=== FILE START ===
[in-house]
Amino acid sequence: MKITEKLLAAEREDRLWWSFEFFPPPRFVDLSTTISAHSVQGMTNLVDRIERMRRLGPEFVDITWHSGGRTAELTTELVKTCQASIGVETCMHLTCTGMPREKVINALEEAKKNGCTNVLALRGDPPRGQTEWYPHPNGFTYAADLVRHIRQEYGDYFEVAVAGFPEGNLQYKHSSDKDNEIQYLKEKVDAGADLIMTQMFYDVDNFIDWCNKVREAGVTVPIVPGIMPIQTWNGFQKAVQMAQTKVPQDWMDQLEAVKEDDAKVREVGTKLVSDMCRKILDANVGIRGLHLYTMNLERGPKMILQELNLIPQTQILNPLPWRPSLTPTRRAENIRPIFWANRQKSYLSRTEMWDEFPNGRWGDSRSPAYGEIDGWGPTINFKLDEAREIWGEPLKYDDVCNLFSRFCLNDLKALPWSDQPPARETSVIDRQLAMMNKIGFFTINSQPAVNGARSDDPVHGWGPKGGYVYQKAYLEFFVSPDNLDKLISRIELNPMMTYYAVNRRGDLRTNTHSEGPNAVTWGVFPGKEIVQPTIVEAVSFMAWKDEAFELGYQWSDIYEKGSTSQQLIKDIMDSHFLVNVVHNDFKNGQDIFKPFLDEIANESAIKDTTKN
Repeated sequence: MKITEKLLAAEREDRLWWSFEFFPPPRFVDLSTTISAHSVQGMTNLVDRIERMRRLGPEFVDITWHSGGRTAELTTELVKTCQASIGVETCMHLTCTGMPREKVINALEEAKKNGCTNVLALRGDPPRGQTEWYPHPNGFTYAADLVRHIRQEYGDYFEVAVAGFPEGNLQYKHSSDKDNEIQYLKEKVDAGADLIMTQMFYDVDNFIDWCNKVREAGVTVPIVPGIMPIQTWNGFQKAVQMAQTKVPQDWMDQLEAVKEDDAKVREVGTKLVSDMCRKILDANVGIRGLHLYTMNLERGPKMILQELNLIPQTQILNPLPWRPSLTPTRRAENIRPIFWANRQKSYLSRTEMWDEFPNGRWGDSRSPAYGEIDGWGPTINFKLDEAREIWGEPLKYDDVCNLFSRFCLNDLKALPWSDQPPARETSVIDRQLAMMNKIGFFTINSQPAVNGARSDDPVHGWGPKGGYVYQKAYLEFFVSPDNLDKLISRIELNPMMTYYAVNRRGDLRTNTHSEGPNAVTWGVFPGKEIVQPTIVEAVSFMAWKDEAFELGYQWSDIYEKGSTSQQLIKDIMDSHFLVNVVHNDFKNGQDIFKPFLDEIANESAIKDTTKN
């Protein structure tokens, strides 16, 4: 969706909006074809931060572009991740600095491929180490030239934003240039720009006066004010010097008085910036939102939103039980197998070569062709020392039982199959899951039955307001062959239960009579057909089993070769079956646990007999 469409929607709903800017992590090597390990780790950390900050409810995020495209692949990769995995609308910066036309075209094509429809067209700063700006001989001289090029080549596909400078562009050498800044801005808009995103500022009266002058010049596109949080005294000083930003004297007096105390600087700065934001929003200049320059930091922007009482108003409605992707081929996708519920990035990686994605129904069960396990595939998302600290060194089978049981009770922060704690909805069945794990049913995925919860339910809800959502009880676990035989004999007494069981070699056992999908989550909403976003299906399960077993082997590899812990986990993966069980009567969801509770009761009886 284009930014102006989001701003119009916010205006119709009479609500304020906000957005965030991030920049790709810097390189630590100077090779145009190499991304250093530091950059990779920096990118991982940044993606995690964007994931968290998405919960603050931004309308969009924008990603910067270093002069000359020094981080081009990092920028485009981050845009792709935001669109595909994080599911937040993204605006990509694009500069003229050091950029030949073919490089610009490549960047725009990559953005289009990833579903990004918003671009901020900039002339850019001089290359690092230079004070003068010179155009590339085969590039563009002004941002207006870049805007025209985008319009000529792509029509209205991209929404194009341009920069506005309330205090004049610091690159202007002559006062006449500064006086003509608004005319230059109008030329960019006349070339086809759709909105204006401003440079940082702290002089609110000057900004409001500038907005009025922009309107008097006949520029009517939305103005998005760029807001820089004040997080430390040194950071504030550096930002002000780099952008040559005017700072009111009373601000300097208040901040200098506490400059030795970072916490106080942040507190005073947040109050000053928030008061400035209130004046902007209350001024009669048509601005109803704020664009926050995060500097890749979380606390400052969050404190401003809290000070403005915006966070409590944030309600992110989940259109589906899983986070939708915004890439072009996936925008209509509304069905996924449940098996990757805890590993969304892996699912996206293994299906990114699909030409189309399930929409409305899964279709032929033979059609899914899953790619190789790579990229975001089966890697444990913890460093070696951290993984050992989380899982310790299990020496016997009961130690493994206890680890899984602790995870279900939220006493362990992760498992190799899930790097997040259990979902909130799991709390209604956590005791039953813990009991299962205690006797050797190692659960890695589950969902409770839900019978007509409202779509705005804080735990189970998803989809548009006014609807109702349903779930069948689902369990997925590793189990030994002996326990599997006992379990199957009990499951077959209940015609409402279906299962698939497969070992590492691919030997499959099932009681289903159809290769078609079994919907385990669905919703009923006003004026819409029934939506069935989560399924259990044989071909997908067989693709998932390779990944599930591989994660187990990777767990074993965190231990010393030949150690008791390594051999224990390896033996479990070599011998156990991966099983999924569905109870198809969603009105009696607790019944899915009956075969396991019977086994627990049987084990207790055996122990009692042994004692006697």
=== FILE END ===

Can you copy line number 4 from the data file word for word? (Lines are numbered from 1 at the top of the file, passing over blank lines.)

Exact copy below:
């Protein structure tokens, strides 16, 4: 969706909006074809931060572009991740600095491929180490030239934003240039720009006066004010010097008085910036939102939103039980197998070569062709020392039982199959899951039955307001062959239960009579057909089993070769079956646990007999 469409929607709903800017992590090597390990780790950390900050409810995020495209692949990769995995609308910066036309075209094509429809067209700063700006001989001289090029080549596909400078562009050498800044801005808009995103500022009266002058010049596109949080005294000083930003004297007096105390600087700065934001929003200049320059930091922007009482108003409605992707081929996708519920990035990686994605129904069960396990595939998302600290060194089978049981009770922060704690909805069945794990049913995925919860339910809800959502009880676990035989004999007494069981070699056992999908989550909403976003299906399960077993082997590899812990986990993966069980009567969801509770009761009886 284009930014102006989001701003119009916010205006119709009479609500304020906000957005965030991030920049790709810097390189630590100077090779145009190499991304250093530091950059990779920096990118991982940044993606995690964007994931968290998405919960603050931004309308969009924008990603910067270093002069000359020094981080081009990092920028485009981050845009792709935001669109595909994080599911937040993204605006990509694009500069003229050091950029030949073919490089610009490549960047725009990559953005289009990833579903990004918003671009901020900039002339850019001089290359690092230079004070003068010179155009590339085969590039563009002004941002207006870049805007025209985008319009000529792509029509209205991209929404194009341009920069506005309330205090004049610091690159202007002559006062006449500064006086003509608004005319230059109008030329960019006349070339086809759709909105204006401003440079940082702290002089609110000057900004409001500038907005009025922009309107008097006949520029009517939305103005998005760029807001820089004040997080430390040194950071504030550096930002002000780099952008040559005017700072009111009373601000300097208040901040200098506490400059030795970072916490106080942040507190005073947040109050000053928030008061400035209130004046902007209350001024009669048509601005109803704020664009926050995060500097890749979380606390400052969050404190401003809290000070403005915006966070409590944030309600992110989940259109589906899983986070939708915004890439072009996936925008209509509304069905996924449940098996990757805890590993969304892996699912996206293994299906990114699909030409189309399930929409409305899964279709032929033979059609899914899953790619190789790579990229975001089966890697444990913890460093070696951290993984050992989380899982310790299990020496016997009961130690493994206890680890899984602790995870279900939220006493362990992760498992190799899930790097997040259990979902909130799991709390209604956590005791039953813990009991299962205690006797050797190692659960890695589950969902409770839900019978007509409202779509705005804080735990189970998803989809548009006014609807109702349903779930069948689902369990997925590793189990030994002996326990599997006992379990199957009990499951077959209940015609409402279906299962698939497969070992590492691919030997499959099932009681289903159809290769078609079994919907385990669905919703009923006003004026819409029934939506069935989560399924259990044989071909997908067989693709998932390779990944599930591989994660187990990777767990074993965190231990010393030949150690008791390594051999224990390896033996479990070599011998156990991966099983999924569905109870198809969603009105009696607790019944899915009956075969396991019977086994627990049987084990207790055996122990009692042994004692006697």